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Thread: Dated Language

  1. #1
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    English tends to evolve and not evolve in interesting ways... Are you trying to make your North Korean sound like an American in the fifties, or just dated?

    If you really want to emphasize how old the speech is, I would suggest using thee and thou in lieu of you, or in addition to you.

    Slang is something that would be easier and can change very quickly... or not. Cool has been cool since the 50s, but hot has only recently been considered cool. If you want to date your slang in a different sense, you could use something like tight, which I think is out already.

    You could also try emphasizing pronounciation differences. Apparently in Shakespeare's day, the letter h wasn't aspirated at the beginning of words, so hair, heir, and air were all homonyms.

    Edit: Oops. Should be post #3.
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    Dated Language

    I'm working on a story that deals with the split between North and South Korea, and something I have been focusing on lately is the language differences between the two nations. One thing I have learned is that when South Koreans hear people from the North is that they tend to speak in a way that is considered rather dated, since the country split in the fifties and the North has more or less completely isolated themselves from South Korea and the rest of the world.

    So North Korea was never exposed to the changes in language in South Korea, leaving them sort of stuck in the fifties.

    So what I need are some rather dated English words, or even words that are considered especially modern-sounding (slang and the like).

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    So like English from the 50's?

    icebox
    veranda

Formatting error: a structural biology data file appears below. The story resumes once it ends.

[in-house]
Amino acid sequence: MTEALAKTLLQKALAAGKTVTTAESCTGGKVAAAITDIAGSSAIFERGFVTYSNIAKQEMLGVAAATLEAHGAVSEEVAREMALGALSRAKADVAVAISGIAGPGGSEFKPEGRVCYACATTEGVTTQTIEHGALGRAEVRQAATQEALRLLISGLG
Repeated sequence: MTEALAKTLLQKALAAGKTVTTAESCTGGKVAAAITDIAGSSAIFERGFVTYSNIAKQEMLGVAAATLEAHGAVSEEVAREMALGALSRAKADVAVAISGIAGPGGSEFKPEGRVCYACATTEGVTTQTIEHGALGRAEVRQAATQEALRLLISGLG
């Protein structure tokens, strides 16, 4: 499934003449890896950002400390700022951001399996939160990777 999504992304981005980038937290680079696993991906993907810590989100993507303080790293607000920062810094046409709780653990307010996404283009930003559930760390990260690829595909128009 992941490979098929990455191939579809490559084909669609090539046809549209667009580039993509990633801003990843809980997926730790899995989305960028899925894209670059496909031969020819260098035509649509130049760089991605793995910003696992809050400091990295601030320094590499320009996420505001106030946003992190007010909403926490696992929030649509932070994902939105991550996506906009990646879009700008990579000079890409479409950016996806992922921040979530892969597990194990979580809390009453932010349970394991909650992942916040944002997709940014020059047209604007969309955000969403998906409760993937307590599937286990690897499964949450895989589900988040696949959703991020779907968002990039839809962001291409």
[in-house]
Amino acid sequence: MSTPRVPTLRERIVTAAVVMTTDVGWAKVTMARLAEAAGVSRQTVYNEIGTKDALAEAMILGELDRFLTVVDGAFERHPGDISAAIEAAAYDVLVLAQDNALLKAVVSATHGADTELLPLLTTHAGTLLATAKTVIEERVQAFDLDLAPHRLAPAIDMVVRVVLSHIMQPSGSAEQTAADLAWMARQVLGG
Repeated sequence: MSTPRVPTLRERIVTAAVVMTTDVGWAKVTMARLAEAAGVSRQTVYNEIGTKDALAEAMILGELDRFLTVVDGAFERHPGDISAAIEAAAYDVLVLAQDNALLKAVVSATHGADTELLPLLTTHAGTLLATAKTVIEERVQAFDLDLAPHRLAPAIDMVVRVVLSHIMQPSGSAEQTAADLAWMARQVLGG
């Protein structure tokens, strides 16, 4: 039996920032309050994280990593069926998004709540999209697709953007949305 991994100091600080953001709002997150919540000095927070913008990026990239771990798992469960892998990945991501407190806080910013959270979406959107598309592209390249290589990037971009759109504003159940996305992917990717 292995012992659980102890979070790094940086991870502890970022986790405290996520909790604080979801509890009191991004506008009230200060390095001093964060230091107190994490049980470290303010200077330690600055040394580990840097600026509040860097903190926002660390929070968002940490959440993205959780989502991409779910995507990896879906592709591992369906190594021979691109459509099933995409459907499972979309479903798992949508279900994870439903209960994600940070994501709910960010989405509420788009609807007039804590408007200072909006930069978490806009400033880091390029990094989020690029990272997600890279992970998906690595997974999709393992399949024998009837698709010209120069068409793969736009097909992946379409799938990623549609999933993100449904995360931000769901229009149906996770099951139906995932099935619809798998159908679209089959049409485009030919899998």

vestibule (the foyer)
    illuminations (good ideas)
    And apparently epistle was used for letter, but I think that that is REALLY old English

    A lot of 50s language is still used today, so...
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  4. #4
    Inverarity
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    Quote Originally Posted by OliveOil_Med
    So North Korea was never exposed to the changes in language in South Korea, leaving them sort of stuck in the fifties.
    That's not really accurate. Their dialects have diverged, but North Korean dialect hasn't remained in stasis -- just like South Korean dialect, words and slang have evolved. There is no country and no language in the world where people speak just like they did half a century ago. There has been less evolution in the North Korean dialect because they are so isolated from the outside world and get less exposure to new ideas and technologies, so some of their speech probably does sound "old fashioned" to South Koreans, but if you want to convey the difference between North and South Korean dialects in English translation, writing North Koreans like 1950s Americans isn't going to sound authentic.

    Quote Originally Posted by Maple_and_PheonixFeather
    So like English from the 50's?

    icebox
    veranda
    vestibule (the foyer)
    illuminations (good ideas)
    And apparently epistle was used for letter, but I think that that is REALLY old English
    Er, "icebox" and "veranda" are stilll in common use. "Vestibule" was a bit dated even in the 50s, and "illuminations" is very archaic.

  5. #5
    Wizengamot Hufflepuff
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    Quote Originally Posted by Olive Oil Med
    So what I need are some rather dated English words,
    When you say English, do you mean British English, American English, or Australian English?

    Quote Originally Posted by Inverarity
    Er, "icebox" and "veranda" are stilll in common use. "Vestibule" was a bit dated even in the 50s, and "illuminations" is very archaic.
    Icebox is certainly still used in UK. Veranda - not so much, probably because our climate doesn't support having one. Veranda always makes me think of those movies set in the Deep South.

    Illuminations is only used in UK when you're talking about Christmas lights. It's been that way for decades, although possibly an old teacher in 1950's would use it with his pupils.

    I'm wondering why N Korean language would be stuck in 50's American slang/language. Wouldn't the opposite be true and their language would have become far more formal as all Western influences are frowned upon? Perhaps if you want to emphasize language difference you should have the N Koreans speaking in a more formal way and not using contractions - or any slang.